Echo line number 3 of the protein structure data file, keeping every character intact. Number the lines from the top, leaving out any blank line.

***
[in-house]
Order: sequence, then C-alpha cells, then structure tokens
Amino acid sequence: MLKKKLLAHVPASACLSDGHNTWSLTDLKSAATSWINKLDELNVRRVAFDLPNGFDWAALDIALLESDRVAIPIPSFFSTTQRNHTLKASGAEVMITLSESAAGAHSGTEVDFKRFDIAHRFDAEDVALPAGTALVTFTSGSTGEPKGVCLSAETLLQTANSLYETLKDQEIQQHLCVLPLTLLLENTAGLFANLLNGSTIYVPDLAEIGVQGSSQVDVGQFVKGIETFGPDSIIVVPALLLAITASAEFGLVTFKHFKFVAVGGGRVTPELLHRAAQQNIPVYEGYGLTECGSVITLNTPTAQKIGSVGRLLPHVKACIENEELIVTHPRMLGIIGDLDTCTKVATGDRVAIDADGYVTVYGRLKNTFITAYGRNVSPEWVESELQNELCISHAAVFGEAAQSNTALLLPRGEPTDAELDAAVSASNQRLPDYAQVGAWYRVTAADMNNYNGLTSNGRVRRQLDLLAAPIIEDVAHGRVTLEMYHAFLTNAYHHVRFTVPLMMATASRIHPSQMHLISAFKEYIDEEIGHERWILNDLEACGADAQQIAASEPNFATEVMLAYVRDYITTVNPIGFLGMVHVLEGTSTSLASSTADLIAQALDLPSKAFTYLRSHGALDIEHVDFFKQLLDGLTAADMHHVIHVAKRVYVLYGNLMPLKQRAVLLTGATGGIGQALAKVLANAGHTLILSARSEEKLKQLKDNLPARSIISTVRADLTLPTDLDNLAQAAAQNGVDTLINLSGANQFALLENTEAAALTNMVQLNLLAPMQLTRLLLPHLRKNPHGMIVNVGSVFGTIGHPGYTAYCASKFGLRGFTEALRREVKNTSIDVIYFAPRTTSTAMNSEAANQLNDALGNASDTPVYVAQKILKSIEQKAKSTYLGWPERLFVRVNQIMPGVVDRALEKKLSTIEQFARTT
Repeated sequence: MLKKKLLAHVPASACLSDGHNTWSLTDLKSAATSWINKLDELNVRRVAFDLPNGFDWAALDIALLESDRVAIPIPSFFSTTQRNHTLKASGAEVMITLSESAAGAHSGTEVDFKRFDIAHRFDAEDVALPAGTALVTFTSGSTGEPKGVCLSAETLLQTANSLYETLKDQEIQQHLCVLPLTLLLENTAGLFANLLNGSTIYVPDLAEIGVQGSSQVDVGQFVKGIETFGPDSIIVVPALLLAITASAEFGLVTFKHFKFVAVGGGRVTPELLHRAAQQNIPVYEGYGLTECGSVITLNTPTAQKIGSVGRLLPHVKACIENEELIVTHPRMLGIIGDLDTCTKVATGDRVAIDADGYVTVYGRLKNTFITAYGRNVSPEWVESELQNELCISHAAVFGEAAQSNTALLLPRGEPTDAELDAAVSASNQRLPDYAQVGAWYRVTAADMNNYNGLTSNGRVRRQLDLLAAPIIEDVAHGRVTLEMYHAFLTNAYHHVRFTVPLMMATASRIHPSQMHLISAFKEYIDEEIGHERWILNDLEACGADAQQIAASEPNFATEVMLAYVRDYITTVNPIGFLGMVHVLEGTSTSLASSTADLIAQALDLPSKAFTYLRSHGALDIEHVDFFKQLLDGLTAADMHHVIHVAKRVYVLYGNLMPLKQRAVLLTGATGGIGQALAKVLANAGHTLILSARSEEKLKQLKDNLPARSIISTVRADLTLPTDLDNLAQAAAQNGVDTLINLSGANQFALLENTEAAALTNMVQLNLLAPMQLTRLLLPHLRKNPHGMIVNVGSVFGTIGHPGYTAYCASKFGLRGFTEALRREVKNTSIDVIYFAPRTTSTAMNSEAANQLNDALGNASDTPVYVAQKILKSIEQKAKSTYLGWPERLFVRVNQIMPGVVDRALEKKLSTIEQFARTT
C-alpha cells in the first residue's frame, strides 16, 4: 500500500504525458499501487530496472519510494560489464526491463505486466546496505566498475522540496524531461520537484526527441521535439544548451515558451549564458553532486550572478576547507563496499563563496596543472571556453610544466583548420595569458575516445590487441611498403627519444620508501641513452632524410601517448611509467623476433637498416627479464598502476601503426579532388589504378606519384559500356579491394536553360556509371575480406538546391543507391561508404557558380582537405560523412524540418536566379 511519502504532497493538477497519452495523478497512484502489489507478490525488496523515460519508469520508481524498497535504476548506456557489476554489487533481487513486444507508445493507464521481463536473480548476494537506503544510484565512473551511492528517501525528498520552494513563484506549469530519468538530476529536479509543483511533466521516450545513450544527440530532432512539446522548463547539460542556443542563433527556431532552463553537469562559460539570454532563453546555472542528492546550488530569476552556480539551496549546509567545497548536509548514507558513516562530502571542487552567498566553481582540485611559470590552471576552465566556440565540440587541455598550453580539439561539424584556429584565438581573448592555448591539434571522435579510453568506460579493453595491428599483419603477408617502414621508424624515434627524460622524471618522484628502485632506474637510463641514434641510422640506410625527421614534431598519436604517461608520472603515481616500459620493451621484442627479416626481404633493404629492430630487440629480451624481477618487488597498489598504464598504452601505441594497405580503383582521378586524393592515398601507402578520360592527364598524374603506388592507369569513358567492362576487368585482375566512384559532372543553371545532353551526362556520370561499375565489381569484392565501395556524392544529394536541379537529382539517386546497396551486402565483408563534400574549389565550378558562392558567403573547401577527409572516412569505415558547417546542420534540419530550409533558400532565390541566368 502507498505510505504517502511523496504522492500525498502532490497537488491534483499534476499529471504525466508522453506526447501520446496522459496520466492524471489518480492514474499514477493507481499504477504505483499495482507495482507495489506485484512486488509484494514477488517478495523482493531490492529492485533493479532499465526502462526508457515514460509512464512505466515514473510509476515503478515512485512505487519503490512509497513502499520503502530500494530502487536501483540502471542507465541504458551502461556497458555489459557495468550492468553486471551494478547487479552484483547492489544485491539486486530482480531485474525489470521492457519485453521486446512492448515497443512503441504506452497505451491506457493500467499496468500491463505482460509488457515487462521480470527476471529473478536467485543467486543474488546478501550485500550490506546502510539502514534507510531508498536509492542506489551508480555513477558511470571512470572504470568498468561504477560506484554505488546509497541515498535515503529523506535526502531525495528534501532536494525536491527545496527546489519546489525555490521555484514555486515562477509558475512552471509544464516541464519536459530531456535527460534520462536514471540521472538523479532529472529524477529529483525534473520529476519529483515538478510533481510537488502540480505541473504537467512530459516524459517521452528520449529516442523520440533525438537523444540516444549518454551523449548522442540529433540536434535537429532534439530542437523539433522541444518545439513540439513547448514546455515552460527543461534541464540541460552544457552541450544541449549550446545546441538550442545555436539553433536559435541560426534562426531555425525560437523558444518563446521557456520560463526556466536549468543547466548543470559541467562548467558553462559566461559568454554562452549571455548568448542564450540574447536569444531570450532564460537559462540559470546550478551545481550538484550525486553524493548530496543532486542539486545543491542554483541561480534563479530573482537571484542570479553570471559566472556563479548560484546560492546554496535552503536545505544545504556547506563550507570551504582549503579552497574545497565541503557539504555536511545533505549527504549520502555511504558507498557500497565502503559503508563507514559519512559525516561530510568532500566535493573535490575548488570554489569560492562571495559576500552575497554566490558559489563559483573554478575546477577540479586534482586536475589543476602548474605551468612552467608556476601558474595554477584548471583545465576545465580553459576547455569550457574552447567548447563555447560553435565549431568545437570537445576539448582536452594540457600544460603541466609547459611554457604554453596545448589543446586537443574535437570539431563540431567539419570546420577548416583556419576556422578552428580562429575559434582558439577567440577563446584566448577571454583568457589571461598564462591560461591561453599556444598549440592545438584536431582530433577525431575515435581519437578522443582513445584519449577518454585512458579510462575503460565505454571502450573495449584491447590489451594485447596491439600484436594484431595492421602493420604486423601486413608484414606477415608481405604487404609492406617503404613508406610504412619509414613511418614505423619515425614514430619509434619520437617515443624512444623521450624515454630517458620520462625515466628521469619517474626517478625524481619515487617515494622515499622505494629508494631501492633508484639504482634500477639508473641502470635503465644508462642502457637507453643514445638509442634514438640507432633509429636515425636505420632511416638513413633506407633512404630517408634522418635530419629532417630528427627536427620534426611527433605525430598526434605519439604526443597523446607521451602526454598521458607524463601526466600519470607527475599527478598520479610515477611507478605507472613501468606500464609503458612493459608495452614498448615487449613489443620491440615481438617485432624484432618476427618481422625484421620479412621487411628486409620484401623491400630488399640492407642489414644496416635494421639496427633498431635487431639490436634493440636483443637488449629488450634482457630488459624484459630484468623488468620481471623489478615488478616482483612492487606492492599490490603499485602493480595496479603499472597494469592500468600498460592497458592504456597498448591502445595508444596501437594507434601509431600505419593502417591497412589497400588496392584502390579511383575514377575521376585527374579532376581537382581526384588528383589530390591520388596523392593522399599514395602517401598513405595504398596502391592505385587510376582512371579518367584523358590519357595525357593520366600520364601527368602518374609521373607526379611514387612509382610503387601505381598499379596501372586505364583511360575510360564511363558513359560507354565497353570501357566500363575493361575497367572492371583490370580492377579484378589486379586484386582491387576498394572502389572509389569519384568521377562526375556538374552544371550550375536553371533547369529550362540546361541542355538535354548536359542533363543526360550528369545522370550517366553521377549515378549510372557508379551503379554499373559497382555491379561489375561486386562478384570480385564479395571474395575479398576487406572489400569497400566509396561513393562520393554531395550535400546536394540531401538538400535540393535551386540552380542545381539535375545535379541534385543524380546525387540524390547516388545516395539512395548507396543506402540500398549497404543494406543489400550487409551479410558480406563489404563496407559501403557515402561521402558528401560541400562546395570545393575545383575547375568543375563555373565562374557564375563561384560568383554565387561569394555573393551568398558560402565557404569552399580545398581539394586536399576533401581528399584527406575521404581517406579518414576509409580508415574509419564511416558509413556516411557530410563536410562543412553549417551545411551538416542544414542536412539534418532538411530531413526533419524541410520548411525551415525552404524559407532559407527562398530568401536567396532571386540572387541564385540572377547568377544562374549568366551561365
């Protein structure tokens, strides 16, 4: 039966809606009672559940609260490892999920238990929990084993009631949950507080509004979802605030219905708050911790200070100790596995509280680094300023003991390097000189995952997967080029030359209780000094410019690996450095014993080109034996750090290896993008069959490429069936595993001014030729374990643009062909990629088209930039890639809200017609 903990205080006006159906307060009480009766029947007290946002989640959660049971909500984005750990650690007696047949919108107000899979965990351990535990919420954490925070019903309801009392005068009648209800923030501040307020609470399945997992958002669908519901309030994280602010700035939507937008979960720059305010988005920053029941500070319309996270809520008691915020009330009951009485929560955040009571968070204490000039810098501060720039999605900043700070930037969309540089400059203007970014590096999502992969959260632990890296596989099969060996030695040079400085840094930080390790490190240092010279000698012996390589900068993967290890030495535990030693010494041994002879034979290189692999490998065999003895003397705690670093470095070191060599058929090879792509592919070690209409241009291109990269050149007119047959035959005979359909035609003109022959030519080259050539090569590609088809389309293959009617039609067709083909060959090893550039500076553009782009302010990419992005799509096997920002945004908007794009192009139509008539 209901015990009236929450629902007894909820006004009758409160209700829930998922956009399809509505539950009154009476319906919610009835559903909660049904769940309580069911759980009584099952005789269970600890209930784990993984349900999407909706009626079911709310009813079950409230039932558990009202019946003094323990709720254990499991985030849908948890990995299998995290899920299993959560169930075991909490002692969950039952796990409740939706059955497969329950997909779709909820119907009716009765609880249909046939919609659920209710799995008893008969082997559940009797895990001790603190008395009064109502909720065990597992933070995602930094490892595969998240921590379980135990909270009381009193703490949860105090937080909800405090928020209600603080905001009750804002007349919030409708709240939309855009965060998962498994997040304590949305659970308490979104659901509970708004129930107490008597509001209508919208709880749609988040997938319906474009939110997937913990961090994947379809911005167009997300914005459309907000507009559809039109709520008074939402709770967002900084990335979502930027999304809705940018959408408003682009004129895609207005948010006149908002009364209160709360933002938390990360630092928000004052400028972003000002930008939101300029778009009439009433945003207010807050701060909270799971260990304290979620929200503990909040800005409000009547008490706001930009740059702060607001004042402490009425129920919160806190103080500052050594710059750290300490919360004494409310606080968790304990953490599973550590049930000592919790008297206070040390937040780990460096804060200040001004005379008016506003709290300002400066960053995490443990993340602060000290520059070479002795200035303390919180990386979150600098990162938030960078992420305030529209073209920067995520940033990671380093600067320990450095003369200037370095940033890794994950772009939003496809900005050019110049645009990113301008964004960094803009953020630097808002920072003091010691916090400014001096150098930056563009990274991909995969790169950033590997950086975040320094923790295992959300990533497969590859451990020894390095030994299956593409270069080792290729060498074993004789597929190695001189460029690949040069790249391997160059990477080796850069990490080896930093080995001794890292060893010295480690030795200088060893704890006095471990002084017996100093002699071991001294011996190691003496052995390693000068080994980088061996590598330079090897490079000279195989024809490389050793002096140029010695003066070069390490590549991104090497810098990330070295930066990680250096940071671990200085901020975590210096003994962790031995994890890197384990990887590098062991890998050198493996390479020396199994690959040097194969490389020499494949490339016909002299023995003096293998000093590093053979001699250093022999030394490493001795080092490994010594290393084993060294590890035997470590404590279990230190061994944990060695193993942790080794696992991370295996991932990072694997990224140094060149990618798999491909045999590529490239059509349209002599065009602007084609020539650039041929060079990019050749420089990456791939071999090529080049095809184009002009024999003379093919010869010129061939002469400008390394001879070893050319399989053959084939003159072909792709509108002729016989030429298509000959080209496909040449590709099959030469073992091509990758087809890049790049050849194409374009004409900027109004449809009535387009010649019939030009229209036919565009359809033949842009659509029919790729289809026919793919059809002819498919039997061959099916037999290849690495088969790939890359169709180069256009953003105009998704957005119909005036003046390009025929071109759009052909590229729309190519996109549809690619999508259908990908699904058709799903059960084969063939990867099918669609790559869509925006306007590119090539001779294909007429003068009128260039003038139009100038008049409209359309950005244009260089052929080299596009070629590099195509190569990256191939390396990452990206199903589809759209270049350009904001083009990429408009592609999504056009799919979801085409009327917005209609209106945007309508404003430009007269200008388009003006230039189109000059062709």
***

Amino acid sequence: MLKKKLLAHVPASACLSDGHNTWSLTDLKSAATSWINKLDELNVRRVAFDLPNGFDWAALDIALLESDRVAIPIPSFFSTTQRNHTLKASGAEVMITLSESAAGAHSGTEVDFKRFDIAHRFDAEDVALPAGTALVTFTSGSTGEPKGVCLSAETLLQTANSLYETLKDQEIQQHLCVLPLTLLLENTAGLFANLLNGSTIYVPDLAEIGVQGSSQVDVGQFVKGIETFGPDSIIVVPALLLAITASAEFGLVTFKHFKFVAVGGGRVTPELLHRAAQQNIPVYEGYGLTECGSVITLNTPTAQKIGSVGRLLPHVKACIENEELIVTHPRMLGIIGDLDTCTKVATGDRVAIDADGYVTVYGRLKNTFITAYGRNVSPEWVESELQNELCISHAAVFGEAAQSNTALLLPRGEPTDAELDAAVSASNQRLPDYAQVGAWYRVTAADMNNYNGLTSNGRVRRQLDLLAAPIIEDVAHGRVTLEMYHAFLTNAYHHVRFTVPLMMATASRIHPSQMHLISAFKEYIDEEIGHERWILNDLEACGADAQQIAASEPNFATEVMLAYVRDYITTVNPIGFLGMVHVLEGTSTSLASSTADLIAQALDLPSKAFTYLRSHGALDIEHVDFFKQLLDGLTAADMHHVIHVAKRVYVLYGNLMPLKQRAVLLTGATGGIGQALAKVLANAGHTLILSARSEEKLKQLKDNLPARSIISTVRADLTLPTDLDNLAQAAAQNGVDTLINLSGANQFALLENTEAAALTNMVQLNLLAPMQLTRLLLPHLRKNPHGMIVNVGSVFGTIGHPGYTAYCASKFGLRGFTEALRREVKNTSIDVIYFAPRTTSTAMNSEAANQLNDALGNASDTPVYVAQKILKSIEQKAKSTYLGWPERLFVRVNQIMPGVVDRALEKKLSTIEQFARTT